Purgecss
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Configuration
PurgeCSS has a list of options that allow you to customize its behavior. Customization can improve the performance and efficiency of PurgeCSS. You can create a configuration file with the following options.

Configuration file

The configuration file is a simple JavaScript file. By default, the JavaScript API will look for purgecss.config.js.
module.exports = {
content: ['index.html'],
css: ['style.css']
}
You can then use PurgeCSS with the file:
const purgecss = new Purgecss()
// or use the path to the file as the only parameter
const purgecss = new Purgecss('./purgecss.config.js')

Options

{
content: Array<string | RawContent>,
css: Array<string | RawContent>,
extractors?: Array<ExtractorsObj>,
whitelist?: Array<string>,
whitelistPatterns?: Array<RegExp>,
whitelistPatternsChildren?: Array<RegExp>,
keyframes?: boolean,
fontFace?: boolean,
rejected?: boolean
}
  • content
You can specify content that should be analyzed by PurgeCSS with an array of filenames or globs. The files can be HTML, Pug, Blade, etc.
new Purgecss({
content: ['index.html', '**/*.js', '**/*.html', '**/*.vue'],
css: ['css/app.css']
})
PurgeCSS also works with raw content. To do this, you need to pass an object with the raw property instead of a filename. To work properly with custom extractors you need to pass the extension property along with the raw content.
new Purgecss({
content: [
{
raw: '<html><body><div class="app"></div></body></html>',
extension: 'html'
},
'**/*.js', '**/*.html', '**/*.vue'],
css: [{
raw: 'body { margin: 0 }'
},
'css/app.css']
})
  • extractors
PurgeCSS can be adapted to suit your needs. If you notice a lot of unused CSS is not being removed, you might want to use a custom extractor.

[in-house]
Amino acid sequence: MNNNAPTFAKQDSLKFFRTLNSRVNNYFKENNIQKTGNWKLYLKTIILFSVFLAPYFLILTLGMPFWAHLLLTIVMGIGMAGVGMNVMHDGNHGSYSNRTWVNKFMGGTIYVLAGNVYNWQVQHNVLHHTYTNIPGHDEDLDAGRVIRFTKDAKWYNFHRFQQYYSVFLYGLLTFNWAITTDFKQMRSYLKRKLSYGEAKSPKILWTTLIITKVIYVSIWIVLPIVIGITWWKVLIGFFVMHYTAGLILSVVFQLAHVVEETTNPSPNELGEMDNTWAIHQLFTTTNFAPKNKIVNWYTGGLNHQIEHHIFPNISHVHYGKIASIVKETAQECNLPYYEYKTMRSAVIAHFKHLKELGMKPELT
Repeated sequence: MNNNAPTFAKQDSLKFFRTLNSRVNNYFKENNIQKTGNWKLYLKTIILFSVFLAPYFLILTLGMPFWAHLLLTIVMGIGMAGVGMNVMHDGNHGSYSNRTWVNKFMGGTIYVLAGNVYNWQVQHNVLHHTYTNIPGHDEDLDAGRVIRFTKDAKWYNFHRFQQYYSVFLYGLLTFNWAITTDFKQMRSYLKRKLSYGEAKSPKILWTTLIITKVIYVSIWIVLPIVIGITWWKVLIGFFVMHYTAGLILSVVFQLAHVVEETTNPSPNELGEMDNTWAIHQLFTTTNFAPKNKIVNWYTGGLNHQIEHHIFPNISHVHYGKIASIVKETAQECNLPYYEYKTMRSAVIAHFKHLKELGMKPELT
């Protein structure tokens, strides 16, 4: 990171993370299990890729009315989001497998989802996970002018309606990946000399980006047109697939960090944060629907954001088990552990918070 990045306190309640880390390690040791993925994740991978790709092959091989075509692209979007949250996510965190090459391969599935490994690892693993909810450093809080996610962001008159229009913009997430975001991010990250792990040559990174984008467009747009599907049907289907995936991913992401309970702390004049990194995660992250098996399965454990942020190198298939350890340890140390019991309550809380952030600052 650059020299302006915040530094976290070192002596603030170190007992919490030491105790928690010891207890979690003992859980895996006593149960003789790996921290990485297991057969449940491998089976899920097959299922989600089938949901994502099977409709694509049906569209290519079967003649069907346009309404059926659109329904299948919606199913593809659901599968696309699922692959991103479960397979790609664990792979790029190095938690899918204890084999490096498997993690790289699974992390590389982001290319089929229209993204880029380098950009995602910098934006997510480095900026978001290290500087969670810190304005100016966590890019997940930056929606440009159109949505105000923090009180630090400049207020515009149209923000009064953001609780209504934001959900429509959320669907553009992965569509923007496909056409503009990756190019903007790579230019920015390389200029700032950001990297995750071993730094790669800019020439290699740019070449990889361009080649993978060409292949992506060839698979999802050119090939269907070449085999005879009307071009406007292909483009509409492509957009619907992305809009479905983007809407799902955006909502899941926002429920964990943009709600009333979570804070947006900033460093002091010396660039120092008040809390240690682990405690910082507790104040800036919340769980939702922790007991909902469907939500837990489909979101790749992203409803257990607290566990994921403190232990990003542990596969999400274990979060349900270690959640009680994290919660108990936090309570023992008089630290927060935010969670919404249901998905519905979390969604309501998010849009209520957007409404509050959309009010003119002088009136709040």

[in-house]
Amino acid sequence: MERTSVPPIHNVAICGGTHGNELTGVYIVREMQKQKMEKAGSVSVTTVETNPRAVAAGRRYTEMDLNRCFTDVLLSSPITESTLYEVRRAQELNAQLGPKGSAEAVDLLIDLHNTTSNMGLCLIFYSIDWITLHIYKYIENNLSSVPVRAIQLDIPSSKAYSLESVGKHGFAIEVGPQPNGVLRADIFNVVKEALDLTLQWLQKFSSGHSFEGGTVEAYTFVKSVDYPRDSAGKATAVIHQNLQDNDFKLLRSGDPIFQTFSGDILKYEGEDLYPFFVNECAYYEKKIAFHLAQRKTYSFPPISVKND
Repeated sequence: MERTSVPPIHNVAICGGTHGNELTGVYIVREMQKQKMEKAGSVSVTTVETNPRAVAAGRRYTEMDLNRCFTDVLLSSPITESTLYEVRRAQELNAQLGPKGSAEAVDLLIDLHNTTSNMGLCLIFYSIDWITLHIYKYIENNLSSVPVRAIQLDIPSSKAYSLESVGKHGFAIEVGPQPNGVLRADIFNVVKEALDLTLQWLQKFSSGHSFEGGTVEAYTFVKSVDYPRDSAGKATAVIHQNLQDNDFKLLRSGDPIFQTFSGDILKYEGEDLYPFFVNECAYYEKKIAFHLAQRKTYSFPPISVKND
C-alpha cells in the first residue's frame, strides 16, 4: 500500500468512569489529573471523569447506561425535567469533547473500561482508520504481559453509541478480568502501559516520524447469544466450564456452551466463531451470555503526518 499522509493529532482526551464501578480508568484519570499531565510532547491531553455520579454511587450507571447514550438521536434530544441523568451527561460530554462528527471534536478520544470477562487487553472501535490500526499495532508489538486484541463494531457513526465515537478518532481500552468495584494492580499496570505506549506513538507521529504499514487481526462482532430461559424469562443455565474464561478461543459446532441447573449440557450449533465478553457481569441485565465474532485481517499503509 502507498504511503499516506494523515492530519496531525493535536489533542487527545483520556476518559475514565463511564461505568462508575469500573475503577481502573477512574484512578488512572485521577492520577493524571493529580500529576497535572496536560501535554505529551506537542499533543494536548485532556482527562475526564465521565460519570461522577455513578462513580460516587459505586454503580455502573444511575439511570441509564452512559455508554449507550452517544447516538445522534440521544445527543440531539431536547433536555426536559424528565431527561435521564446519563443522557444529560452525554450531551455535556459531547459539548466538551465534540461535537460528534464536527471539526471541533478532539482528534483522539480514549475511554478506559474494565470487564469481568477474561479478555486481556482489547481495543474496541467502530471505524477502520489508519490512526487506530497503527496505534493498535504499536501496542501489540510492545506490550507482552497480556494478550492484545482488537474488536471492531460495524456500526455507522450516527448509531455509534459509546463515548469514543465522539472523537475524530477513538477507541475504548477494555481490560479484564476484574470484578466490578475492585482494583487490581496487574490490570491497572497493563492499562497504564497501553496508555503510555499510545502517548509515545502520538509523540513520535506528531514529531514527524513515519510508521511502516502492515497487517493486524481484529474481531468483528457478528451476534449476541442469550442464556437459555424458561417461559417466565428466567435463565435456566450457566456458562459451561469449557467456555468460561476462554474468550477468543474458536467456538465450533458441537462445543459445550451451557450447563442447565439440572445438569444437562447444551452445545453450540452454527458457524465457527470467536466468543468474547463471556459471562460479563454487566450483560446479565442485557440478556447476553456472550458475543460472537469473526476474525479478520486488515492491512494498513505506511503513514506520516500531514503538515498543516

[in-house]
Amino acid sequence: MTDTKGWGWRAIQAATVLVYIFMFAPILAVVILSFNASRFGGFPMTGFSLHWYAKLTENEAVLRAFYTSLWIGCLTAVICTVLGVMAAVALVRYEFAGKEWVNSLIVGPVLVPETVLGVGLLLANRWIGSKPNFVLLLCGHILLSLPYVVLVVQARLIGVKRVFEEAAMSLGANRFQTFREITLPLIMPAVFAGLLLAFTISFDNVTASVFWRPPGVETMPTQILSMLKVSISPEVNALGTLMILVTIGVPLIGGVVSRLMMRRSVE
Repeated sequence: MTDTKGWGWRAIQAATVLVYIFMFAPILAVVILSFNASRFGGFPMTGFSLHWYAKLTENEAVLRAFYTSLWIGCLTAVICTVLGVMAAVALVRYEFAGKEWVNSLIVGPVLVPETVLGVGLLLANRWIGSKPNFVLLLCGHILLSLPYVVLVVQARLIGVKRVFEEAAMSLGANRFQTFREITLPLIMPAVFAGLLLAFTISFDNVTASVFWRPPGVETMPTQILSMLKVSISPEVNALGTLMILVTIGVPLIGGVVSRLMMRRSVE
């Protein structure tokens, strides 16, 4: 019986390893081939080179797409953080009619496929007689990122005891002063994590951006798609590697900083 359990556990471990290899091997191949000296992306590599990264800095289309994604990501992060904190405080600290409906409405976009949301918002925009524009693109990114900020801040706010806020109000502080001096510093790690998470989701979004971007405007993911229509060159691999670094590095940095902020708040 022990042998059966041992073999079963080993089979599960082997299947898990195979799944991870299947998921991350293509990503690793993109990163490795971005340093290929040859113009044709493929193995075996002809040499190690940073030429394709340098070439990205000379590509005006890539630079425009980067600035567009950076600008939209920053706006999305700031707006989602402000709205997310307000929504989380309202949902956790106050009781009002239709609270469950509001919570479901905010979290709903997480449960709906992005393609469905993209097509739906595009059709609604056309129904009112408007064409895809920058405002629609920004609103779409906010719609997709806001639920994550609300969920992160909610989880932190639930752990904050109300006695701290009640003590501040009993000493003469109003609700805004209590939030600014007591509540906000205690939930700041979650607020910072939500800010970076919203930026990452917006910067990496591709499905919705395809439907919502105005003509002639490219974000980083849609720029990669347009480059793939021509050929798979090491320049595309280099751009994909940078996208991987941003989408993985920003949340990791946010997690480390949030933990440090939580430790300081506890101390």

new Purgecss({
content: ['index.html', '**/*.js', '**/*.html', '**/*.vue'],
css: ['css/app.css'],
extractors: [
{
extractor: class {
static extract(content) {
return content.match(/a-Z/) || []
}
},
extensions: ['html', 'blade']
}
]
})
More information about extractors here.
  • whitelist
You can whitelist selectors to stop PurgeCSS from removing them from your CSS. This can be accomplished with the options whitelist and whitelistPatterns.
const purgecss = new Purgecss({
content: [], // content
css: [], // css
whitelist: ['random', 'yep', 'button']
})
In the example, the selectors .random, #yep, button will be left in the final CSS.
  • whitelistPatterns
You can whitelist selectors based on a regular expression with whitelistPatterns.
const purgecss = new Purgecss({
content: [], // content
css: [], // css
whitelistPatterns: [/red$/]
})
In the example, selectors ending with red such as .bg-red will be left in the final CSS.
  • whitelistPatternsChildren
You can whitelist selectors based on a regular expression with whitelistPatternsChildren. Contrary to whitelistPatterns, it will also whitelist children of the selectors.
const purgecss = new Purgecss({
content: [], // content
css: [], // css
whitelistPatternsChildren: [/red$/]
})
In the example, selectors such as red p or .bg-red .child-of-bg will be left in the final CSS.
  • keyframes (default: false)
If you are using a CSS animation library such as animate.css, you can remove unused keyframes by setting the keyframes option to true.
new Purgecss({
content: ['index.html', '**/*.js', '**/*.html', '**/*.vue'],
css: ['css/app.css'],
keyframes: true
})
  • fontFace (default: false)
If there are any unused @font-face rules in your css, you can remove them by setting the fontFace option to true
new Purgecss({
content: ['index.html', '**/*.js', '**/*.html', '**/*.vue'],
css: ['css/app.css'],
fontFace: true
})
  • rejected (default: false)
It can sometimes be more practical to scan through the removed list to see if there's anything obviously wrong. If you want to do it, use the rejected option.
new Purgecss({
content: ['index.html', '**/*.js', '**/*.html', '**/*.vue'],
css: ['css/app.css'],
rejected: true
})
Last modified 2yr ago